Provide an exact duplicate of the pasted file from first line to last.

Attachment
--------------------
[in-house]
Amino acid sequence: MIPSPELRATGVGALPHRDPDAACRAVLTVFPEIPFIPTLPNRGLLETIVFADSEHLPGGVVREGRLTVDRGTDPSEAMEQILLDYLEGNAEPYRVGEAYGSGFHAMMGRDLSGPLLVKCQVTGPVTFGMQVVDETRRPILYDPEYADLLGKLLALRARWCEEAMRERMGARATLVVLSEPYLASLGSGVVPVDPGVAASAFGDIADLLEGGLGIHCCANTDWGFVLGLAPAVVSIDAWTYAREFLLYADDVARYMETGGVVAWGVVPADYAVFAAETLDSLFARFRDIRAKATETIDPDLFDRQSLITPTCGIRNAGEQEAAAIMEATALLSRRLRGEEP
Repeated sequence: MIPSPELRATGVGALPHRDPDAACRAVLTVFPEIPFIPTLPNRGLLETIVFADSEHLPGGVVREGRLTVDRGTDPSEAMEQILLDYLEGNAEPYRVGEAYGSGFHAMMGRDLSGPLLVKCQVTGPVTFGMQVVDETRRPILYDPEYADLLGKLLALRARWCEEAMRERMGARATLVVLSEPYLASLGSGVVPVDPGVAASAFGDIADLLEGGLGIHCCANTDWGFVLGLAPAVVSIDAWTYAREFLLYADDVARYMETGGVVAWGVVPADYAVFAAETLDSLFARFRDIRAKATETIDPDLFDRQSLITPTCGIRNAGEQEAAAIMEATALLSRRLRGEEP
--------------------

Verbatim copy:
[in-house]
Amino acid sequence: MIPSPELRATGVGALPHRDPDAACRAVLTVFPEIPFIPTLPNRGLLETIVFADSEHLPGGVVREGRLTVDRGTDPSEAMEQILLDYLEGNAEPYRVGEAYGSGFHAMMGRDLSGPLLVKCQVTGPVTFGMQVVDETRRPILYDPEYADLLGKLLALRARWCEEAMRERMGARATLVVLSEPYLASLGSGVVPVDPGVAASAFGDIADLLEGGLGIHCCANTDWGFVLGLAPAVVSIDAWTYAREFLLYADDVARYMETGGVVAWGVVPADYAVFAAETLDSLFARFRDIRAKATETIDPDLFDRQSLITPTCGIRNAGEQEAAAIMEATALLSRRLRGEEP
Repeated sequence: MIPSPELRATGVGALPHRDPDAACRAVLTVFPEIPFIPTLPNRGLLETIVFADSEHLPGGVVREGRLTVDRGTDPSEAMEQILLDYLEGNAEPYRVGEAYGSGFHAMMGRDLSGPLLVKCQVTGPVTFGMQVVDETRRPILYDPEYADLLGKLLALRARWCEEAMRERMGARATLVVLSEPYLASLGSGVVPVDPGVAASAFGDIADLLEGGLGIHCCANTDWGFVLGLAPAVVSIDAWTYAREFLLYADDVARYMETGGVVAWGVVPADYAVFAAETLDSLFARFRDIRAKATETIDPDLFDRQSLITPTCGIRNAGEQEAAAIMEATALLSRRLRGEEP